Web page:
Daniel's Wish – Granted on 16 Jun 2018
“I wish to meet horses”
When we learned that our Wish child, Daniel wanted to interact with horses, we were more than happy to accede to his wish. This would be a wonderful opportunity for the 14-year-old boy who lives with Hypoxic-ischaemic Encephalopathy, a brain dysfunction that causes developmental delays, and cognitive issues, to experience the emotional healing that science and medicine cannot offer. Horse riding therapy or Equine-assisted therapy is said to provide a form of physical and cognitive therapy to a range of disabilities such as cerebral palsy, muscular dystrophy, down syndrome and autism. Horses are soft-natured animals that speak to children with disabilities in a way that humans cannot.
Daniel is an animal lover and enjoys visiting the zoo with his friends as often as he can. His positive and happy personality, despite the trials he faces, is most inspiring. We planned a visit to Equal-Ark for him and his family to visit the specially-trained horses and experts. Equal-Ark is a charity that rehabilitates at-risk youths, persons with special needs, and the elderly with clinical depression and dementia by working with therapy horses.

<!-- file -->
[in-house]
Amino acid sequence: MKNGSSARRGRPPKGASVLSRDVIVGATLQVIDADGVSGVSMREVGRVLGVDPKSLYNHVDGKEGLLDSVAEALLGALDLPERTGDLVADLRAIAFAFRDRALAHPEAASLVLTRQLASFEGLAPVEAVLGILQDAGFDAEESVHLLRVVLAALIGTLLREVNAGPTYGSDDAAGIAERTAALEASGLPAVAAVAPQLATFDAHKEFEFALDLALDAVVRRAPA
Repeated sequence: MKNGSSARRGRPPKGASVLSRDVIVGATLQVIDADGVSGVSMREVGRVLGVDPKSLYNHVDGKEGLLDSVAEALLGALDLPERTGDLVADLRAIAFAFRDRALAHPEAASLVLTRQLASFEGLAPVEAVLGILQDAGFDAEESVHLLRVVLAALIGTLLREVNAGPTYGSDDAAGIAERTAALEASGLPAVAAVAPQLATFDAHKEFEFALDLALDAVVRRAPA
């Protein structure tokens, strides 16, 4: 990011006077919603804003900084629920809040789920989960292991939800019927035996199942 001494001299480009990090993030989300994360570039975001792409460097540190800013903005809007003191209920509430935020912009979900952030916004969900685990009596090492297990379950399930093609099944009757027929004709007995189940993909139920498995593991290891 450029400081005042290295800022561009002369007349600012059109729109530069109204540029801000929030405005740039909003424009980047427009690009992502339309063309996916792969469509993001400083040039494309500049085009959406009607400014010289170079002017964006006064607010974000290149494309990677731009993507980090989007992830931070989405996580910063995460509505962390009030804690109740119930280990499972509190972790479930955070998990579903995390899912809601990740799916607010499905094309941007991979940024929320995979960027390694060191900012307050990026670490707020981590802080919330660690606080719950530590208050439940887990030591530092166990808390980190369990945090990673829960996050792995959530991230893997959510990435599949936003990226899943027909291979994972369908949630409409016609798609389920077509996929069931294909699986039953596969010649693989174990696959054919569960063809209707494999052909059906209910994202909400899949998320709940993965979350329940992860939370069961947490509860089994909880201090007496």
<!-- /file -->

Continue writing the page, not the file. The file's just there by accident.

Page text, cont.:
Daniel was unable to ride the horses, but he got to feed, groom and stroke them. We relished in watching the tender way Daniel interacted with the horses and saw how his face lit up when each horse stood by his side, patiently allowing him to feel their soft hair and give them a good pat. Daniel also got to comb the horses’ mane, pop carrots into their mouths and watch a short display of the horses trotting! The joy, this outing to the stables brought to Daniel, could clearly be seen through the smile on his face and the reactions of his family members.
Witnessing the happiness this wish brought to the family and hearing their laughter reminds us of why we love what we do. Here at Make-A-Wish Singapore, we put in our best to grant every eligible child their wish and to make each wish truly memorable so that precious memories to last a lifetime can be made.
Thank you for this wonderful reminder, Daniel.